Sprint Nextel Corp. today announced five new consumer cell phones and one new Nextel Direct Push to Talk phone, the Motorola i576, for workers. All the phones will hit the market in time for Christmas sales.
Three of the consumer handsets incorporate a new user interface called Sprint OneClick, which provides one-touch access through either a touch screen or a key to bring up "tiles" of services and applications a user may want, said David Owens, director of consumer acquisitions for Sprint.
The OneClick is reminiscent of the carousel functionality that Apple Inc. has built into its laptops and other devices, allowing users to scroll through the carousel to the tiles they want, such as a music title, Sprint officials said.
Sprint hired an outside firm, Frog Design of Austin, to create the OneClick interface. Frog Design worked with Sprint and different manufacturers to make the OneClick common across three of the six new phone models, Owens said.
"A lot of research says usability is the number one driver of satisfaction," he said. "It's a pretty bold move for a carrier to move outside of the wireless space to drive a great user interface and to work with different manufacturers to implement it on top of Java."
Analysts said Sprint and other carriers must offer new technologies outside of their traditional areas of strength to be able to compete against the likes of Apple Inc. and its widely popular iPhone.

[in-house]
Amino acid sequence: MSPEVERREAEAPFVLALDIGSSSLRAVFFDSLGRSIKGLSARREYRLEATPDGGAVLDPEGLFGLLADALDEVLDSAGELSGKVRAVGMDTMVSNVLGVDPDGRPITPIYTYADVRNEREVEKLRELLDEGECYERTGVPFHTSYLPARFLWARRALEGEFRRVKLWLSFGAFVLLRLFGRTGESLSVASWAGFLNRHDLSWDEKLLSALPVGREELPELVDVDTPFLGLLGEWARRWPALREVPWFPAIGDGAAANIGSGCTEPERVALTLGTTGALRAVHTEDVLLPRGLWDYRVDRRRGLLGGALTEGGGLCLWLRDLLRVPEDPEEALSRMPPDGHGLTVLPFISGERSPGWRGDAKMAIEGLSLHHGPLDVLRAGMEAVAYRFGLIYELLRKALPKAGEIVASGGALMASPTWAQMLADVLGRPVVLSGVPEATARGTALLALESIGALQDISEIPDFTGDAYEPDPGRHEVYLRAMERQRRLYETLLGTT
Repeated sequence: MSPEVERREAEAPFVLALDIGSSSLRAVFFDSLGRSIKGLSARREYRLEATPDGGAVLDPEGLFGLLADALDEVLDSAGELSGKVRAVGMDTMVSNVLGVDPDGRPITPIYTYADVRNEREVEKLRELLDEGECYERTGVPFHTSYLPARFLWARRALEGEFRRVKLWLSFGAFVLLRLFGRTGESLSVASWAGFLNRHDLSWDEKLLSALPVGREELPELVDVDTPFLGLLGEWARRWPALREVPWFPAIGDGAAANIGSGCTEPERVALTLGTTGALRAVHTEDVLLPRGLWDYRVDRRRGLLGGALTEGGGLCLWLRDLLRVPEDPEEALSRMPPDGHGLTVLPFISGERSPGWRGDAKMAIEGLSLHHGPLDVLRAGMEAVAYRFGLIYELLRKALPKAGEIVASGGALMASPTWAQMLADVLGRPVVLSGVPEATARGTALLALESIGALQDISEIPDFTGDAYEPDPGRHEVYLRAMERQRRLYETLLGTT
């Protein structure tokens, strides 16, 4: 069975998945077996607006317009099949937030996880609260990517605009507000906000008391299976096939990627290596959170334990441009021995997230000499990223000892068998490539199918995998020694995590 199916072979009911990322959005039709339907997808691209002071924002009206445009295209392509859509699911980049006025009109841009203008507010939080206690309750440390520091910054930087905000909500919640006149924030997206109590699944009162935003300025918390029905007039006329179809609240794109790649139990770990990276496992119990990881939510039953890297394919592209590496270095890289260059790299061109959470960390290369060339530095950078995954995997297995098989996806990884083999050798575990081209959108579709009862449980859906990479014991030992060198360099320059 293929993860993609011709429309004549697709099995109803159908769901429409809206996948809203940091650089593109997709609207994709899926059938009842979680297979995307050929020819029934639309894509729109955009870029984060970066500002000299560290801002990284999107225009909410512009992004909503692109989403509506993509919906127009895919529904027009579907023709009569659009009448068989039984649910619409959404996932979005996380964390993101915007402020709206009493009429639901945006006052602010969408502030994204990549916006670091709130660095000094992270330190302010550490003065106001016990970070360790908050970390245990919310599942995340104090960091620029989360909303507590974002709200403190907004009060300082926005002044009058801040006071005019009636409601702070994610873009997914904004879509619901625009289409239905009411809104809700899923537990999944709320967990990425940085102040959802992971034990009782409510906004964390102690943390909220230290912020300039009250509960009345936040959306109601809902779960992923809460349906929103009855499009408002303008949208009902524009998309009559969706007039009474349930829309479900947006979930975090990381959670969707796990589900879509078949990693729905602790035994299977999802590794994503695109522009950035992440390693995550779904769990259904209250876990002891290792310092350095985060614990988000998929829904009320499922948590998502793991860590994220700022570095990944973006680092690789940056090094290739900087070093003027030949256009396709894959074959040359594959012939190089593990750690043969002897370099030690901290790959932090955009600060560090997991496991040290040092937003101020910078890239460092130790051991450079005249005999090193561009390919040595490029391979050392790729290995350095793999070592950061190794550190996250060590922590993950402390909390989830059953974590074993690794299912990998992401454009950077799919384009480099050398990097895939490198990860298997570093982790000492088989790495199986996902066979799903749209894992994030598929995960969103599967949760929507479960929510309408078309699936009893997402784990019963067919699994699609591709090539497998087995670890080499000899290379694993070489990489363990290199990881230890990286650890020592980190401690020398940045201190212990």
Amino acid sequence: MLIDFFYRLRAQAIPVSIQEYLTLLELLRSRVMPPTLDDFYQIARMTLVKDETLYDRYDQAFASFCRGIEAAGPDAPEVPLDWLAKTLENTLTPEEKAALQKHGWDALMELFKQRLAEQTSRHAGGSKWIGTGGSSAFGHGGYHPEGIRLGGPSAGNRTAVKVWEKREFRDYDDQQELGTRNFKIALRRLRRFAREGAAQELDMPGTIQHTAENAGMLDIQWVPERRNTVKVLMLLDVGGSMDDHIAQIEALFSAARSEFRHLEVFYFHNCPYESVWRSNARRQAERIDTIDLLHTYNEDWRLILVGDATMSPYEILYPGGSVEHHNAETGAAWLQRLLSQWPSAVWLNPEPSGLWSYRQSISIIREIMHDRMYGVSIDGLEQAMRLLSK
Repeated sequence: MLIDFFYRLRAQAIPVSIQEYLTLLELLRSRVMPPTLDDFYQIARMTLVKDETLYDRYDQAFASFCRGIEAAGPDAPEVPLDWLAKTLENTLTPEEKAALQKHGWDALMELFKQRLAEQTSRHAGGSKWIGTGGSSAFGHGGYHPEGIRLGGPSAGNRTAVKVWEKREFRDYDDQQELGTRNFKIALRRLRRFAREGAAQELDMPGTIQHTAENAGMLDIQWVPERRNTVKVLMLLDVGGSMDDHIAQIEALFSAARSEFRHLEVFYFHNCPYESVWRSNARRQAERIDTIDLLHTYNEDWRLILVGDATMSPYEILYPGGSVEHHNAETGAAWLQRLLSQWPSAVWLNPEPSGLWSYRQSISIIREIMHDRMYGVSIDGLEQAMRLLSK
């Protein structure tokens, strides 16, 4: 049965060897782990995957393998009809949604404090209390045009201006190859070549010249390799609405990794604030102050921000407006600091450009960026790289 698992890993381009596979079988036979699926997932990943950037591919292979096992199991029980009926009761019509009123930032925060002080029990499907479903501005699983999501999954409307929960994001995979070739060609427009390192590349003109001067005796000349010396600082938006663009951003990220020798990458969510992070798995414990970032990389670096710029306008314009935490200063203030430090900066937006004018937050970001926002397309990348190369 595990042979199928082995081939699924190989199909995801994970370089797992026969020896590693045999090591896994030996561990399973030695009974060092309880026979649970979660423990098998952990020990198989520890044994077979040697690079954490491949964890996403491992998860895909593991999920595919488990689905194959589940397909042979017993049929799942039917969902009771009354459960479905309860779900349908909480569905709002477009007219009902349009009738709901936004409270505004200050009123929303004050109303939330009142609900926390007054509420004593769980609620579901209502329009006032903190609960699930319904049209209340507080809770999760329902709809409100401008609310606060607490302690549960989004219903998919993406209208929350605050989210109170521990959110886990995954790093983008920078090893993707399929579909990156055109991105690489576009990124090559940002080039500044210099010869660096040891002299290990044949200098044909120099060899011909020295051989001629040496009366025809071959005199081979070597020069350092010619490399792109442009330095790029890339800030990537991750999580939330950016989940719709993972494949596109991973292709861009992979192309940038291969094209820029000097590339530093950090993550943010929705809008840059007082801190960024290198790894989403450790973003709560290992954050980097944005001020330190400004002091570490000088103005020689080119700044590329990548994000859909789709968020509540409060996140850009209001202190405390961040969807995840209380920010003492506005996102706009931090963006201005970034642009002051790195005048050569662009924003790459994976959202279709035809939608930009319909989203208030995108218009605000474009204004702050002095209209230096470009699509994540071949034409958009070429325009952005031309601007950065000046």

The three phones using OneClick are the Samsung Rant, the Samsung Highnote and the LG Lotus. The Rant has a full qwerty keyboard and features consumer-grade e-mail, TV and other services while selling at $49.99. The Highnote is primarily a music device, featuring a slider design to slide up for a keyboard. The LG Lotus shaped like a cosmetic compact, square in design, and will include a full qwerty keyboard as well. Pricing was not announced for the Highnote or Lotus.
The other two consumer-focused devices are the HTC Touch Diamond and Touch Pro, Owens said, although no pricing or details about Sprint's custom features on either device were available.
The i576 for workers is an update of the popular i570 PTT phone, and will sell for about the same price of $70, said John Tudhope, director of product developement for iDen Nextel Direct. He described it as a more compact clamshell design than the i570, that mixes features of rugged PTT devices and more traditional cell phones.
"We don't want it to look like a traditional heavy radio, since it is much smaller and more like a phone, but still has an edge of ruggedness," Tudhope said.
This story, "Sprint Releases New Phones for Holidays" was originally published by Computerworld.